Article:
We found mean posterior corneal elevation to be 106.80 ± 43.98 μm in KCN, 36.60 ± 22.80 μm in subclinical KCN, and 25.00 ± 9.15 μm in normal eyes. These values were significantly higher in both clinical and subclinical KCN than normal corneas, therefore posterior corneal elevation is a useful index for discriminating between these conditions. Mean posterior corneal elevation in normal corneas using Orbscan II has been reported to range from 28 to 30.47 μm by other authors. ,, Schlegel et al,  showed maximum central posterior elevation values to be 28.8 μm in keratoconus-suspect eyes and 20.6 μm in normal eyes while corresponding figures were 26 μm in normal eyes and 46 μm in keratoconus-suspect eyes in another study by Lim et al  Quisling et al reported that mean posterior corneal elevation was 48.50 μm in 36 eyes with clinical KCN employing the Orbscan II.  These discrepancies may be due to differences in patient characteristics.
In a study by de Sanctis et al,  mean posterior corneal elevation measured by pentacam was 100.7 ± 49.2 μm in KCN, 39.9 ± 15.0 μm in subclinical KCN, and 19.8 ± 6.37 μm in normal eyes. This discrepancy could be explained by different diagnostic tools in each study; scanning slit topography in the present study and rotating Scheimpflug imaging in de Sanctis study. Other probable explanation could be different age, sex and ethnicity in these two studies.
Measuring the anterior corneal elevation in our case groups (clinical and subclinical KCN) and comparing the results with that of in our controls (normal cornea) is noteworthy in the present study. In addition, we investigated the ability of these measures to distinguish clinical and subclinical KCN from normal individuals using the area under the ROC curve.
The current study also evaluated optimal cutoff points for anterior and posterior corneal elevations to discriminate clinical/subclinical KCN from normal eyes. A cutoff point of ≥ 51 μm was highly sensitive (89.23%) and specific (98.58%) for posterior corneal elevation and a cutoff point of ≥ 19 μm was highly sensitive (93.85%) and specific (97.16%) for anterior corneal elevation to differentiate clinical KCN from normal subjects. The optimal cutoff points for posterior elevation on Orbscan II topography used to differentiate clinical KCN and KCN suspect from normal corneas was 40 μm in studies by Rao et al  and Fam and Lim  A cutoff point of ≥ 42 μm in our study showed sensitivity of 92.31% and specificity of 95.04%. In de Sanctis et al  study employing Pentacam, the cutoff point of posterior elevation for detecting clinical KCN from normal subjects with high sensitivity (97.3%) and specificity (96.9%) was 35 μm. Therefore, the cutoff point of posterior elevation using Orbscan II topography seems to be higher than Pentacam rotating Scheimpflug camera.
Posterior elevation data was less powerful in discriminating subclinical KCN from normal eyes as compared to the discrimination between KCN and normal subjects; in the current study a cutoff point of ≥ 35 μm for subclinical KCN yielded sensitivity of 50.00% and specificity of 88.65%. Although it has been suggested that an increase in posterior elevation may be the earliest sign of subclinical KCN, placido disk-based videokeratography indices may be more sensitive in detecting subclinical KCN.  The present study revealed that the best anterior elevation cutoff point for discriminating subclinical KCN from normal eyes was ≥ 16 microns (μm) with sensitivity of 60.71% and specificity of 87.94%. These figures relatively less powerful for distinguishing normal from subclinical KCN subjects. Nevertheless, in eyes with subclinical KCN, the scanning slit topography (Orbscan II) may add further information to placido disk-based videokeratography data.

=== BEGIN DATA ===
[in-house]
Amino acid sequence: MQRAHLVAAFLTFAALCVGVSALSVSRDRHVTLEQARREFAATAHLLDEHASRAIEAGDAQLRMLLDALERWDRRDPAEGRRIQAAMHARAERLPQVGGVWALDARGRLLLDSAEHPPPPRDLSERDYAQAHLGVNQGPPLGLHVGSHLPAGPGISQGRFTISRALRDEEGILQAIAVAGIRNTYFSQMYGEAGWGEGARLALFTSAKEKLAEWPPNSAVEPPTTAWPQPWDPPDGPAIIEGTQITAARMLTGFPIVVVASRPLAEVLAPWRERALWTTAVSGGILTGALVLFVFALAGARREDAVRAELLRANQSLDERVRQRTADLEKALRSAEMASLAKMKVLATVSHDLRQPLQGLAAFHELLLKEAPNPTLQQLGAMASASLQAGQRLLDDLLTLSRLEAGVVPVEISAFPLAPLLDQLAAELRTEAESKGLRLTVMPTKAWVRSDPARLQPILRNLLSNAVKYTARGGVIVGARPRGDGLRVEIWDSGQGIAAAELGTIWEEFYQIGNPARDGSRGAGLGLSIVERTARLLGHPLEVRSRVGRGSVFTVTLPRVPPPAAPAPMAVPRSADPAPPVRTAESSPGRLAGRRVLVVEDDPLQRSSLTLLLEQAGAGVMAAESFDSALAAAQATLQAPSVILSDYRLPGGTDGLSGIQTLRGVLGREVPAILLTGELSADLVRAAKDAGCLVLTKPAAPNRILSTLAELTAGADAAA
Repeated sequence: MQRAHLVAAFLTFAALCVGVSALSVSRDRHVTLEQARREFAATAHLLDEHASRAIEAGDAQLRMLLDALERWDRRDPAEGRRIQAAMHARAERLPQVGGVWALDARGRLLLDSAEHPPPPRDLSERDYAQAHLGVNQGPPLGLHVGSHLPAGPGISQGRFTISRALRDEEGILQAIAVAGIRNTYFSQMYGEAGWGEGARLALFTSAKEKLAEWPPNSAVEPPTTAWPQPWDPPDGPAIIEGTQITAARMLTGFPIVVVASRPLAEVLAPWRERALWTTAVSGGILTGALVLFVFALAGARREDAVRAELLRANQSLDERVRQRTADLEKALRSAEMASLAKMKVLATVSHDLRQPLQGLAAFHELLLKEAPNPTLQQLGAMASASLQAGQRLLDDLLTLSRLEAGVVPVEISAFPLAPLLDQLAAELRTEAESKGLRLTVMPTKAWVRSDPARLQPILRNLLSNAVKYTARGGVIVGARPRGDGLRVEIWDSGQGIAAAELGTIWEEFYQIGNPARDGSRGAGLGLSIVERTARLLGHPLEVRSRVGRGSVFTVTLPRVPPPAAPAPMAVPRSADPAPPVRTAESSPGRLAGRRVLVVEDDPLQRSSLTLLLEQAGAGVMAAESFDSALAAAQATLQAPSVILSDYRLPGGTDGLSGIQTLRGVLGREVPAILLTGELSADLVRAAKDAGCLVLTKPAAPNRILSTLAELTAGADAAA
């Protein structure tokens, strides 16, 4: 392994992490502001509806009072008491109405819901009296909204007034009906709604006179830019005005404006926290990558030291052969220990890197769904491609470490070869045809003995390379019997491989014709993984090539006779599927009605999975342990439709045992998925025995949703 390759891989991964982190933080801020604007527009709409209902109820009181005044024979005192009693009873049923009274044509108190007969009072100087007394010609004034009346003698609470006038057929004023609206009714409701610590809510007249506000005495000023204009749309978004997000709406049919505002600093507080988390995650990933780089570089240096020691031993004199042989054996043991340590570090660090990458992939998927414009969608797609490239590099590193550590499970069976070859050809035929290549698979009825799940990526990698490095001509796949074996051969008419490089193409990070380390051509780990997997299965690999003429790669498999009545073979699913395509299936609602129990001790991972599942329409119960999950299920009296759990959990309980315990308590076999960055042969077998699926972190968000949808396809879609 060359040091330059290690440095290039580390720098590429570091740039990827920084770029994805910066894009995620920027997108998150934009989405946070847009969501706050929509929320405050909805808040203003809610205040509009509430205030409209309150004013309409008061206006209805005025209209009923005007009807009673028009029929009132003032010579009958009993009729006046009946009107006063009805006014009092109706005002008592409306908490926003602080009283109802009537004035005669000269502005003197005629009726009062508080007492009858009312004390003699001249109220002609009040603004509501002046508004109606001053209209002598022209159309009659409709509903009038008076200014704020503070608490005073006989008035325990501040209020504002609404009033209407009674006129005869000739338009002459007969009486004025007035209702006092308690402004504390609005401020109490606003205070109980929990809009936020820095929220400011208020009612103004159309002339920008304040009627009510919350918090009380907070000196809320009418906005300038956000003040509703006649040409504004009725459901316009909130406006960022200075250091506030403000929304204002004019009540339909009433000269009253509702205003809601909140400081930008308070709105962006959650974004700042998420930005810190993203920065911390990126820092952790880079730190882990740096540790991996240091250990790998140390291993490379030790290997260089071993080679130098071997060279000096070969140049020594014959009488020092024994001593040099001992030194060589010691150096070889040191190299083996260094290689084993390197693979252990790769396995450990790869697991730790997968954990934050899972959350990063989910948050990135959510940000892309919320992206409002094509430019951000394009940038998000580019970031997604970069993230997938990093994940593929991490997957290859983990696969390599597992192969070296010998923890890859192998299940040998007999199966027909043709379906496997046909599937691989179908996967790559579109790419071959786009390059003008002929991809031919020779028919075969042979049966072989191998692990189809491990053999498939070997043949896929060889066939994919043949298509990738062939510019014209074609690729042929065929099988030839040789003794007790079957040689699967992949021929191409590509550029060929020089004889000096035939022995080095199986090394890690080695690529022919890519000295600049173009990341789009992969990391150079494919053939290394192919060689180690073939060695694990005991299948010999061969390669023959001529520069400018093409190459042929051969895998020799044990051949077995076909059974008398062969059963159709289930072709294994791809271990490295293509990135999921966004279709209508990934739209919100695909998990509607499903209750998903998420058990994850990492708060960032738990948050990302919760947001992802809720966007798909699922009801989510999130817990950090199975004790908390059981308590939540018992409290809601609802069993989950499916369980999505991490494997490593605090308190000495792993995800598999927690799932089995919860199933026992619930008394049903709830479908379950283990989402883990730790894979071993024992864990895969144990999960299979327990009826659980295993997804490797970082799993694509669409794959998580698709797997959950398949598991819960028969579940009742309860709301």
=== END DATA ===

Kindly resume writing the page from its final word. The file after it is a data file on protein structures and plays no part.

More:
In conclusion, although anterior and posterior corneal elevation data measured by Orbscan II are very effective for discriminating clinical KCN from normal corneas, the performance of these measurements is lower for differentiating subclinical KCN from normal corneas. Thus, anterior and posterior elevation results should be combined with other data for evaluation of patients suspected of KCN.
| References|| |
Gharaibeh AM, Muhsen SM, AbuKhader IB, Ababneh OH, Abu-Ameerh MA, Albdour MD. KeraRing intrastromal corneal ring segments for correction of keratoconus. Cornea
de Sanctis U, Loiacono C, Richiardi L, Turco D, Mutani B, Grignolo FM. Sensitivity and specificity of posterior corneal elevation measured by Pentacam in discriminating keratoconus/subclinical keratoconus. Ophthalmology
Shetty R, Shetty R, Mahendradas P, Shetty BK. Are the surgeons safe during UV-A radiation exposure in collagen cross-linking procedure? Cornea
Ishii R, Kamiya K, Igarashi A, Shimizu K, Utsumi Y, Kumanomido T. Correlation of corneal elevation with severity of keratoconus by means of anterior and posterior topographic analysis. Cornea
Wilson SE, Klyce SD. Screening for corneal topographic abnormalities before refractive surgery. Ophthalmology
Varssano D, Kaiserman I, Hazarbassanov R. Topographic patterns in refractive surgery candidates. Cornea
Bühren J, Kook D, Yoon G, Kohnen T. Detection of subclinical keratoconus by using corneal anterior and posterior surface aberrations and thickness spatial profiles. Invest Ophthalmol Vis Sci
Schlegel Z, Hoang-Xuan T, Gatinel D. Comparison of and correlation between anterior and posterior corneal elevation maps in normal eyes and keratoconus-suspect eyes. J Cataract Refract Surg
Sonmez B, Doan MP, Hamilton DR. Identification of scanning slit-beam topographic parameters important in distinguishing normal from keratoconic corneal morphologic features. Am J Ophthalmol
Fam HB, Lim KL. Corneal elevation indices in normal and keratoconic eyes. J Cataract Refract Surg
Wei RH, Lim L, Chan WK, Tan DT. Evaluation of Orbscan II corneal topography in individuals with myopia. Ophthalmology
Lim L, Wei RH, Chan WK, Tan DT. Evaluation of keratoconus in Asians: Role of Orbscan II and Tomey TMS-2 corneal topography. Am J Ophthalmol
Quisling S, Sjoberg S, Zimmerman B, Goins K, Sutphin J. Comparison of Pentacam and Orbscan IIz on posterior curvature topography measurements in keratoconus eyes. Ophthalmology
Rao SN, Raviv T, Majmudar PA, Epstein RJ. Role of Orbscan II in screening keratoconus suspects before refractive corneal surgery. Ophthalmology
[Figure 1], [Figure 2], [Figure 3]
[Table 1], [Table 2], [Table 3], [Table 4]